Breaking Tech with Tom Clancy's Ghost Recon: Breakpoint - AnvilNext

AnvilNext developed by Ubisoft has been in use since the Assassins Creed: Unity - decidedly one the best looking games they have released in that generation.

Kieren Hovasapian
March 6, 2020
ยท
1 min read
Breaking Tech with Tom Clancy's Ghost Recon: Breakpoint - AnvilNext

The Start of AnvilNext

AnvilNext developed by Ubisoft has been in use since the Assassins Creed: Unity - decidedly one the best looking games they have released in that generation. The ground-breaking lighting, massive streaming worlds with multiplayer support, the team threw everything they had at that initial engine, the game might not have been a commerical success for them, but it was a starting point which lead to success in future development.

Assassin's Creed Development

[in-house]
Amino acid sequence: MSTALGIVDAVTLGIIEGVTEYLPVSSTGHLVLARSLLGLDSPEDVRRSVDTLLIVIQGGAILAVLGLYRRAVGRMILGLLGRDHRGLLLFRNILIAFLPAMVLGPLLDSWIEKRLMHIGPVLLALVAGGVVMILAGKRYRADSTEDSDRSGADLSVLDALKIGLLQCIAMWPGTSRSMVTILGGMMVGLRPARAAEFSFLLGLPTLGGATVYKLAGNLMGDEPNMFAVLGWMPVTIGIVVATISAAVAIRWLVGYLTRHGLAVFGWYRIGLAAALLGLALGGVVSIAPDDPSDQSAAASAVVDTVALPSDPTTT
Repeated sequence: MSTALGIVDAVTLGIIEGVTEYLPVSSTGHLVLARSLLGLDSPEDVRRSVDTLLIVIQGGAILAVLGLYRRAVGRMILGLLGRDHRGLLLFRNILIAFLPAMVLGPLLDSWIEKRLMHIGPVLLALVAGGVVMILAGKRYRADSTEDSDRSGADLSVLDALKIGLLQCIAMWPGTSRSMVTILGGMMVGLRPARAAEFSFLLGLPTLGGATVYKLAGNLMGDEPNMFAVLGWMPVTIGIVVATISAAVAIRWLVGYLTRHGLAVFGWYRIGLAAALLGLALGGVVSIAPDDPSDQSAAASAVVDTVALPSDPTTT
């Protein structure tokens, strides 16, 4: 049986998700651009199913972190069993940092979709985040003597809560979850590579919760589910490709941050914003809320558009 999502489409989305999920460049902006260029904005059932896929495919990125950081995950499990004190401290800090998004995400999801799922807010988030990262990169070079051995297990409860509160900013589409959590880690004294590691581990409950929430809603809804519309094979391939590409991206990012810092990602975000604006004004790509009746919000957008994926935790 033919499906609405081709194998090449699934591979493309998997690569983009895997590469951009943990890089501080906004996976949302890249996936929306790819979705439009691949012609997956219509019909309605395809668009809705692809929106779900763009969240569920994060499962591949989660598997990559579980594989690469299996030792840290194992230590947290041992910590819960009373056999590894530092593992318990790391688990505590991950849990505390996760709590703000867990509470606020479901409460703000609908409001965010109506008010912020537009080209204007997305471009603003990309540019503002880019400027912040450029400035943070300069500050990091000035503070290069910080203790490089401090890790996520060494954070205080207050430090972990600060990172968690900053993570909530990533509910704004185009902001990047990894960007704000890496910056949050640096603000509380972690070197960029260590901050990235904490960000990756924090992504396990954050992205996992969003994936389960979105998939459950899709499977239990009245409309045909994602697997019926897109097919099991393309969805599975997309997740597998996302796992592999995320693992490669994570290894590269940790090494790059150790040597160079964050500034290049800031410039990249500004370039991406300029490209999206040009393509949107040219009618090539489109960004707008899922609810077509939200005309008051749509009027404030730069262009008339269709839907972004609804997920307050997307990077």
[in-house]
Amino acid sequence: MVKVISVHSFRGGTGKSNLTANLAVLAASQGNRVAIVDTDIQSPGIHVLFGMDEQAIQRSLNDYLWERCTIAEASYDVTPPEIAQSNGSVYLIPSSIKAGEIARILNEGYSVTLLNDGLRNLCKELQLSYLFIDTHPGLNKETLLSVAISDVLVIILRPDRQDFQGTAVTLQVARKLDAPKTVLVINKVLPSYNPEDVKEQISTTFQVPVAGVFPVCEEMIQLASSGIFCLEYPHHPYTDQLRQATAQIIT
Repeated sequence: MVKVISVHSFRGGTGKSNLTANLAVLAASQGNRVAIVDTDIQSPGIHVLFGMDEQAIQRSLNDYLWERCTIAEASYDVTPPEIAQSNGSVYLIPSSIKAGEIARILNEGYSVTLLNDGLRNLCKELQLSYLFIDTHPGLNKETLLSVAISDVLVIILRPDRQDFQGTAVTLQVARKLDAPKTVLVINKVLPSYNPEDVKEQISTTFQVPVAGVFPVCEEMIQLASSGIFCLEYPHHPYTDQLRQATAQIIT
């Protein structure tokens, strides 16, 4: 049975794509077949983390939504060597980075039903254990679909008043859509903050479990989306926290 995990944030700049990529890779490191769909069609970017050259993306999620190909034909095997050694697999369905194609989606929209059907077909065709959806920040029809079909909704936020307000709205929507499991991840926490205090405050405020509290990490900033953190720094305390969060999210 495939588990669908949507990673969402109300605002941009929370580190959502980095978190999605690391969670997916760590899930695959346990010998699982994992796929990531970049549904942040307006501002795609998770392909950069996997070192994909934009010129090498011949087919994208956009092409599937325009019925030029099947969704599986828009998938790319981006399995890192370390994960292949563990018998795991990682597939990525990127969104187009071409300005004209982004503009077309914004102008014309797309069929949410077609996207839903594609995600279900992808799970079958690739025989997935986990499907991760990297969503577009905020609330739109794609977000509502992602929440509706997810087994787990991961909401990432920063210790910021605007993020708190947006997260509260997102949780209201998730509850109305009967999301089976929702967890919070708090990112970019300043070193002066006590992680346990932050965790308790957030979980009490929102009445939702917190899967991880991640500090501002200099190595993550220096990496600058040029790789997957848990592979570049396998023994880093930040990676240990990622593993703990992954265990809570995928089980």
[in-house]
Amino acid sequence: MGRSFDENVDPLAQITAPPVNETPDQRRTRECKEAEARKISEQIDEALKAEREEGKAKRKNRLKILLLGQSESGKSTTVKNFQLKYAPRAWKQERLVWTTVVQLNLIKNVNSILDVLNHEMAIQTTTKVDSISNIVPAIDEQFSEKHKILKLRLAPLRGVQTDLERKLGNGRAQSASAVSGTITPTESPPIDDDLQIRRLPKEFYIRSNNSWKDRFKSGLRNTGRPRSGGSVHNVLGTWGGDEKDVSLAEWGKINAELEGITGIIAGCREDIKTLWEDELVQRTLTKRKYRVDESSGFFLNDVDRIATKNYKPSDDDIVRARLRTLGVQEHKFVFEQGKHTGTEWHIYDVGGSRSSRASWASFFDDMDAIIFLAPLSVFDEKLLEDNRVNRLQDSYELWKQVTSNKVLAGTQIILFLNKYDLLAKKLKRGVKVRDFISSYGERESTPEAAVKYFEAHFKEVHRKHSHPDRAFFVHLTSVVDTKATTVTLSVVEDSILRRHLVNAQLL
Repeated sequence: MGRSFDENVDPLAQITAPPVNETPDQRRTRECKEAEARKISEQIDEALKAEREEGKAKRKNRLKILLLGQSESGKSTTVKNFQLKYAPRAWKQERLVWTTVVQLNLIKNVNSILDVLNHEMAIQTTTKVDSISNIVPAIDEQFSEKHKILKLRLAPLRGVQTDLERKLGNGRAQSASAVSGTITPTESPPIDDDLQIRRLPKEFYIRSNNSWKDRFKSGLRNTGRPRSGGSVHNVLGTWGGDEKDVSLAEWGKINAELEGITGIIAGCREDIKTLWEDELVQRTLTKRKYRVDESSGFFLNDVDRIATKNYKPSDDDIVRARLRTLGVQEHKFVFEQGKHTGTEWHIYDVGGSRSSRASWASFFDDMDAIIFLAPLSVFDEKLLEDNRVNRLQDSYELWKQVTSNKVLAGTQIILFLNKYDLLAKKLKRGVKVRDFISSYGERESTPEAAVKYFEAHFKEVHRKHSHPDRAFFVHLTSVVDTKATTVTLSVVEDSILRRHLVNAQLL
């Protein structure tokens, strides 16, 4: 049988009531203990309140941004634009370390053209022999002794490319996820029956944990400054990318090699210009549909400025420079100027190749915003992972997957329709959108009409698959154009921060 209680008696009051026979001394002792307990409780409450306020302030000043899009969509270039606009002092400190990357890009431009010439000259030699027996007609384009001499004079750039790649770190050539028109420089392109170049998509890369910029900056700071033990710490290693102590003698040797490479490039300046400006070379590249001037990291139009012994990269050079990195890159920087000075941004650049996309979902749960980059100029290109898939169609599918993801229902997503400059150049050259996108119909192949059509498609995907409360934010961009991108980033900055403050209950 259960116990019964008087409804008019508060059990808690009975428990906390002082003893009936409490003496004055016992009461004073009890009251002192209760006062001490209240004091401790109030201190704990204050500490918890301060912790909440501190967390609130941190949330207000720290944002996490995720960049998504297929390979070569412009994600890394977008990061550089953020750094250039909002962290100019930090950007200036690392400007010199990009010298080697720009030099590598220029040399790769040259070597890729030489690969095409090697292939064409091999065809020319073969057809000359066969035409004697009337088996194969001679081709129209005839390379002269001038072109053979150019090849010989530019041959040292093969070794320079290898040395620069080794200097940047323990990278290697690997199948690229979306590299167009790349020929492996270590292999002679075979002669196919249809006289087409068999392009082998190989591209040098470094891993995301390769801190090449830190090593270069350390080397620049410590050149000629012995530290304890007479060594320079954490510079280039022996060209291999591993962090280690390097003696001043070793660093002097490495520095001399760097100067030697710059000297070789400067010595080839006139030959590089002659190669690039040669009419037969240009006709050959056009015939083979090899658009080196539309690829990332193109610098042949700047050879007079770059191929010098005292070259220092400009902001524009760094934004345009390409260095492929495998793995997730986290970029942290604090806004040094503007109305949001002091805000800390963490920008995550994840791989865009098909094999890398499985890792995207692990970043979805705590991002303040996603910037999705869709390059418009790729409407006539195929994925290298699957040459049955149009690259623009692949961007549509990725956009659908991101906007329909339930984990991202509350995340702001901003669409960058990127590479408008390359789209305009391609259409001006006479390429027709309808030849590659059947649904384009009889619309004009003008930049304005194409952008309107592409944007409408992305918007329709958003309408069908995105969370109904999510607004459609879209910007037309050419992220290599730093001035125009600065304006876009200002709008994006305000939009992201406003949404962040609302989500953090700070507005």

Assassin's Creed: Origins & Assassin's Creed: Odyssey are two great titles both made with the AnvilNext engine, and while it's hard to believe at Ubisoft they have lots of game engines running concurrently in different development pipelines. Rather than stick with one engine, they maintain a massive amount of code for ease of use with specific projects.

Engine Decisions

Assassin's Creed has become synonymous with using AnvilNext, Far Cry uses their Dunia Engine, Division uses the Snowdrop Engine (with visual scripting for artists). I would have thought it would make sense to go with Snowdrop for Ghost Recon: Breakpoint since they could build upon the third person shooter framework they had there, however it seems like they wanted the animation, physics system that was built in Assassins Creed for use with motion matching technology they have been developing.

Dev Log I - The Beginning of the Heatwave Engine
Powering Star Wars: Battlefront 2

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